By Aris Barkas/ firstname.lastname@example.org
Beauty lies in the eye of the beholder and there was nothing more beautiful on the basketball courts of Europe in the early 90s than Toni Kukoc. While in the NBA Kukoc was just a part of the legendary Chicago Bulls of the 90s, in Europe Kukoc was a phenomenon. A Doncic-like phenomenon.
To be exact there’s a fine line that connects point-forwards from Kukoc to Dejan Bodiroga and now to Luka Doncic. A Croatian, a Serbian, and a Slovenian, all sharing the ex-Yugoslavian basketball school mentality and the idea of positionless basketball. In Kukoc’s case, that happened long before it was a trend.
The NBA audience never really got to see Kukoc’s full potential and the European fans were puzzled when they have seen for the first time a bulked-up Kukoc at the start of the 1993 season, who had gained weight because the Bulls wanted to use him as a power forward.
In a way, Kukoc was Giannis before Giannis. His nickname in Europe was “Pink Panther” because of his finesse and silhouette that reminded everyone of the cartoon. He was a playmaker at heart, a born leader, and a perimeter player, despite being 6ft11. Ironically, Kukoc was more himself with the Croatian national team, from which he retired after the 1996 Olympics and of course as a member of KK Jugoplastika, a team that remains the stuff of legend in Europe.
And since the Naismith Hall of Fame includes him in the class of 2021 after being nominated by the International Committee, Kukoc’s achievements in Europe can’t be overlooked. He was arguable the best player on the continent from 1989 to 1993.
Kukoc, born in 1968, was just 21 years old when he won for the first time the EuroLeague title – named at the time European champions Cup – back in 1989 and went on to win a three-peat. How rare is that in Europe? No other team in modern history has achieved a three-peat and only ASK Riga did it between 1958 and 1960 when continental competitions in Europe were still more an experiment than anything else.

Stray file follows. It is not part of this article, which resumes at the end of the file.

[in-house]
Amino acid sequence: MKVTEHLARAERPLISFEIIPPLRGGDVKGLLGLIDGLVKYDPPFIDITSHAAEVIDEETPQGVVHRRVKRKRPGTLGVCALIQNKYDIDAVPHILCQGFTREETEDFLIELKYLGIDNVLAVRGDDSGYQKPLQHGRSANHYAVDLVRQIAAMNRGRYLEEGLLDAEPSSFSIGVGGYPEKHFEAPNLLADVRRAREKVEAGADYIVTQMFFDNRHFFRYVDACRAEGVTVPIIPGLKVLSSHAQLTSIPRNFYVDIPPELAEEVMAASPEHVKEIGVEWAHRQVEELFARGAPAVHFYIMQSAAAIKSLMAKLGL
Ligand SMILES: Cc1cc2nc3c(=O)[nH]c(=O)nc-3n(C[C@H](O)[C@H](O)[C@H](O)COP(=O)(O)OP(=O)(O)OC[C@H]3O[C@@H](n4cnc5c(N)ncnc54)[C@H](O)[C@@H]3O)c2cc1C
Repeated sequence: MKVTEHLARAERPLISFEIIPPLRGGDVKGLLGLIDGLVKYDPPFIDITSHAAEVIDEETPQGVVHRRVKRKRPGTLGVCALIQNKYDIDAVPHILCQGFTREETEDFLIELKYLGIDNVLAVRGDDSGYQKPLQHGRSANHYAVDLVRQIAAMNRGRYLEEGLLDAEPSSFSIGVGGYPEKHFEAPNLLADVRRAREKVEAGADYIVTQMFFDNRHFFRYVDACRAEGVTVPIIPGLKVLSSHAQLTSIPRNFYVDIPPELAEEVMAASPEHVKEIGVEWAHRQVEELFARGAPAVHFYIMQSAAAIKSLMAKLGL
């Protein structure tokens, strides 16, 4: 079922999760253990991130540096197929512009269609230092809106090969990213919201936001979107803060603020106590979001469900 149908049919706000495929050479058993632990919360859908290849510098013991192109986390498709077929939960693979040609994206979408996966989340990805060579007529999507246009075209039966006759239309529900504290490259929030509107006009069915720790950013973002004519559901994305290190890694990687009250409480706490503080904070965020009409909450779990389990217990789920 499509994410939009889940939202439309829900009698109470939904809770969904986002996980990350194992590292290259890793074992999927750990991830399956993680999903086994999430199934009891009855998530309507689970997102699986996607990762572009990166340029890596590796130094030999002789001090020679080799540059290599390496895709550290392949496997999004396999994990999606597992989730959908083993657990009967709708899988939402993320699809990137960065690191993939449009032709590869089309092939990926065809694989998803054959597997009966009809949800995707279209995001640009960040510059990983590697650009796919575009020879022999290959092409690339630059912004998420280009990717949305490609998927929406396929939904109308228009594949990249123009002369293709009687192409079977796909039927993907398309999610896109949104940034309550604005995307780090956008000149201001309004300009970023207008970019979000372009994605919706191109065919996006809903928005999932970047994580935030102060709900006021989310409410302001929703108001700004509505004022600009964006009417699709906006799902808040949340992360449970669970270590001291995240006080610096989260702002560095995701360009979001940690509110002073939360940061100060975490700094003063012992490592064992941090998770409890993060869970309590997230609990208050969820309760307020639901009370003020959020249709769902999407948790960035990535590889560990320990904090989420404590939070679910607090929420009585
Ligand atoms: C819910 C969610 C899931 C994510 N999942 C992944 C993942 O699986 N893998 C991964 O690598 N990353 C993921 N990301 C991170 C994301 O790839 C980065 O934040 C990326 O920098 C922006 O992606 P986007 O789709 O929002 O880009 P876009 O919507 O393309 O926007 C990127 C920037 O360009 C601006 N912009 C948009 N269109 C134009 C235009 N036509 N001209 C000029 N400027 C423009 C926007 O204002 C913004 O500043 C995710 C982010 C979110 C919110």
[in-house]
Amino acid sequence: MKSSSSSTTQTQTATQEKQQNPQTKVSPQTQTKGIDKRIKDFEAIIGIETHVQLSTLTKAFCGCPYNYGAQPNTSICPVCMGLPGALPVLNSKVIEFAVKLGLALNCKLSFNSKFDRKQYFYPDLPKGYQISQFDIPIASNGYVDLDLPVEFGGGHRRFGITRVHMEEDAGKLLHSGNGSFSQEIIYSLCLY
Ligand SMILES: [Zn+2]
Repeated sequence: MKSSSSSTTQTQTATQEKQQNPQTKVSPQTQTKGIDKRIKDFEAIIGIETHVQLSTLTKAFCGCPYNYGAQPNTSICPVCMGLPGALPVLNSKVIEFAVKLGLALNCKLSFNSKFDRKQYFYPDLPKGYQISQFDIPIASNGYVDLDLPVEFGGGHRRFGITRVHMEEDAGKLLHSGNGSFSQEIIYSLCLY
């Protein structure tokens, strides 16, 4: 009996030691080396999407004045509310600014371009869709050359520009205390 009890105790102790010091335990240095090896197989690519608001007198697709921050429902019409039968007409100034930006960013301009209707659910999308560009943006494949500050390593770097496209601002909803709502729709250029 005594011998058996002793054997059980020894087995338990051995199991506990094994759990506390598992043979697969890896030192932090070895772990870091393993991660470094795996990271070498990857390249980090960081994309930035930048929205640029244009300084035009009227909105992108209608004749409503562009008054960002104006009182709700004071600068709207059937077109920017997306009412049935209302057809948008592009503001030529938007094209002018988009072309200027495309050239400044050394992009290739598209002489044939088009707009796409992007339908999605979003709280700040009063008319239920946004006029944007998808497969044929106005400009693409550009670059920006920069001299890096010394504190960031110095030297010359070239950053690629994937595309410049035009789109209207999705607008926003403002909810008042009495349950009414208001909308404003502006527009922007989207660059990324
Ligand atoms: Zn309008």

Kukoc was the first-ever player to win three Final Four MVP titles – with recently retired Greek guard Vassilis Spanoulis tying him two decades later – and in one case, he won it in 1993 despite losing the final as a member of Benetton Treviso.
He won the FIBA World Championship and was also the MVP in 1990, playing with Yugoslavia. He was the 1991 Eurobasket Champion and MVP, again with Yugoslavia, after winning it also in 1989 and went on to win three NBA titles between 1996 and 1998 with arguably the greatest team of All-Time.
So when Michael Jordan will present him in a few hours and most NBA fans will remember his years with the Bulls, in Europe Toni Kukoc will be celebrated the way he was meant to be. As the first-ever European basketball unicorn, a complete player who could run the point while having a body that permitted him to guard centers.